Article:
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    8. I am a 61 one year old mother of 5 children. i do not know how I got through this life, having only been diagnosed. I always knew I was different especially as I come from a life time of abuse. My mother and father parted ways before I was born and for the rest of the families lives I was a replica of the father and treated as such. Wow to have been diagnosed and to read your articles and information, thank you, thank you. My mother told me I was mad throughout my life and I have believed it. I was also raped at 4 and half years of age. When I'm in the down part, I can only hear a voice telling me to kill myself as I am so bad. I now understand and can go against this with confidence and try and get myself out of this hole. I have been through 4 marriages , I also choose men that are really not the right type like one was a bank robber. I believe they would love me because all I wanted was love and I had so much to give back, but probably could or didnt know how.

      Regards and thanks

      Maargaret

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    9. Now that I know the symptoms and have been diagnosed I wish I could go back on my life and apologise to all those I have hurt . A part of the BPD says I must put an end to it all "see how bad I really was". I'm trying to cope stay in a small town two and half hours from doctors. Sometimes cannot wait for this lifetime to come to a close,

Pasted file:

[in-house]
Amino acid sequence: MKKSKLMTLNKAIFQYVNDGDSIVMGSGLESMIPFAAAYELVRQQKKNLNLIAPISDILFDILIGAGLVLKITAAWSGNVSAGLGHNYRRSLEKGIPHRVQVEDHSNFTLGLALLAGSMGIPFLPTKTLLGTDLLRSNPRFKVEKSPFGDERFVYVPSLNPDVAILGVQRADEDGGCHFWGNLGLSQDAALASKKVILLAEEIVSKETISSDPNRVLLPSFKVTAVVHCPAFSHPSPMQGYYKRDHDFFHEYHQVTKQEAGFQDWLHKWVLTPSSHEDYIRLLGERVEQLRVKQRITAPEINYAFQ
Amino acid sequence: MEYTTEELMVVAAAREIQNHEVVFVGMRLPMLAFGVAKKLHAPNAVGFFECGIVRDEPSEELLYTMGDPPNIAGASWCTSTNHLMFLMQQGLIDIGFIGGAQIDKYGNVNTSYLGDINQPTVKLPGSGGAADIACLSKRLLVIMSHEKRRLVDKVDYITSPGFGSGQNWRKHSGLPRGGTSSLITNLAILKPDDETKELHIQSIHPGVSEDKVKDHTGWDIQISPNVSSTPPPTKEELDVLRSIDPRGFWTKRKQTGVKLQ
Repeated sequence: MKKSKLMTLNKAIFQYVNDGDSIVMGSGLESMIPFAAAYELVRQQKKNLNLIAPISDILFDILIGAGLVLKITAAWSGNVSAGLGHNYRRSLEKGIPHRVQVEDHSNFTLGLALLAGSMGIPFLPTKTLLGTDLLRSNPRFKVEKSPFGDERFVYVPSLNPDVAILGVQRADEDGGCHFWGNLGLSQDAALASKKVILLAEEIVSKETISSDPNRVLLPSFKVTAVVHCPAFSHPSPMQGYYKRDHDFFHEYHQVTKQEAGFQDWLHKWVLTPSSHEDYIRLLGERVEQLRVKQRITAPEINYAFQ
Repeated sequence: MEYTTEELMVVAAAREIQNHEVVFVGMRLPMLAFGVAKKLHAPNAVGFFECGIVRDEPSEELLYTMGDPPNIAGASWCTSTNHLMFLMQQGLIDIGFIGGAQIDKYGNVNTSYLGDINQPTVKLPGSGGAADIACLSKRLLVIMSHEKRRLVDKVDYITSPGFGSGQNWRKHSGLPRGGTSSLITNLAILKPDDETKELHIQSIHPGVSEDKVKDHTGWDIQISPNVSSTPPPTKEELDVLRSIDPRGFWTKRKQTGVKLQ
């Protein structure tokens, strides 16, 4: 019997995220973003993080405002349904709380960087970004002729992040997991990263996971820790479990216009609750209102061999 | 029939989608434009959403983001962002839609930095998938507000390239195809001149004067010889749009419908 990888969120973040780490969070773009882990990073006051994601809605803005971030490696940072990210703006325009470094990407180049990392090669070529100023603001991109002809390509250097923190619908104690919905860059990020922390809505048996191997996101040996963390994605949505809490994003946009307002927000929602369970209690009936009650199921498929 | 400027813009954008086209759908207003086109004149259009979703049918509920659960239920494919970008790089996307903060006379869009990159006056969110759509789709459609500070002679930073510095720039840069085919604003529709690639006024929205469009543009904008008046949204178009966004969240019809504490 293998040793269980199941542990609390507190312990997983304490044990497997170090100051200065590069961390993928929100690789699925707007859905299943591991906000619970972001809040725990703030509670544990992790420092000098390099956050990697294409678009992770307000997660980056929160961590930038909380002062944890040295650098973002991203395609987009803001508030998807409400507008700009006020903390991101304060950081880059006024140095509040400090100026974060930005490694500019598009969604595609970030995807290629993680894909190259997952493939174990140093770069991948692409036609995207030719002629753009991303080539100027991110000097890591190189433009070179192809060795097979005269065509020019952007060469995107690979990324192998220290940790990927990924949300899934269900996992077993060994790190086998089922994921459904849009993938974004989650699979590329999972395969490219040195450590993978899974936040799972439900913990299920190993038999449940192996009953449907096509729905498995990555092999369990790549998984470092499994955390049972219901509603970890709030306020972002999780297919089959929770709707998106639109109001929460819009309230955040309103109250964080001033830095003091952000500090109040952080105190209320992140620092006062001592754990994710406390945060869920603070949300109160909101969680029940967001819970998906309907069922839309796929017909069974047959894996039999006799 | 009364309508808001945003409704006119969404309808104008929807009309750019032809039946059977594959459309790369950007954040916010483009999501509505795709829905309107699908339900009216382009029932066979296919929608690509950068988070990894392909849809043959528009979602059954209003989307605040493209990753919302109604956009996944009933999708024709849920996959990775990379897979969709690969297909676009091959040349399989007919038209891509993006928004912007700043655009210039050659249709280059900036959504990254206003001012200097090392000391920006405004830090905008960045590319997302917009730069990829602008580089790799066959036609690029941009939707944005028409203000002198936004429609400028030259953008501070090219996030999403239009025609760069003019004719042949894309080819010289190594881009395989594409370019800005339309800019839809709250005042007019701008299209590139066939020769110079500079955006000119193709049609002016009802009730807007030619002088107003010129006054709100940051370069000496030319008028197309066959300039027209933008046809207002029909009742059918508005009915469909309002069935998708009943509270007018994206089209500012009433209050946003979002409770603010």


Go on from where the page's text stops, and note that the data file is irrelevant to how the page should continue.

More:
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    10. I have been diagnosed as having some BDP, SADS, Bipolar Disorder and Adjustment disorder. When I have bad times I want to go away from everyone for the fear of what I will say to them. This can last for 4 to 7 days, I won't take food from them, my husband ends up getting all the abuse. I love my husband and two children, I hate myself during these times. I was sexually abused as a young child, neglected many times by my mother. My father murdered his defacto wife and then committed suicide. My cousin committed suicide, his was drug related. My sister passed away and I miss her dearly. My mum and other sister do not have a lot to do with me. My sister's children are now in custody with my mum. We were close, she has now pushed them towards their friends, my children miss them, so do I. For years I was a good actress, no one knew I suffered from severe depression. I have tried councelling...it doesn't work for me. Everyone says I am loving and caring person, why does this anger rear it's ugly head, my ugly head from time to time. Why do I push my love ones away? I try to be happy! My children keep me here. My husband in the last two years since I have been diagnosed with Bi-polar has been wonderful... I don't deserve him! I have been with my husband for over 33 years. I just wish I could be happy, I have a lot to be happy for, so why do I feel this way? I don't want to hurt my family any more, I see it in there eyes, I love them so much!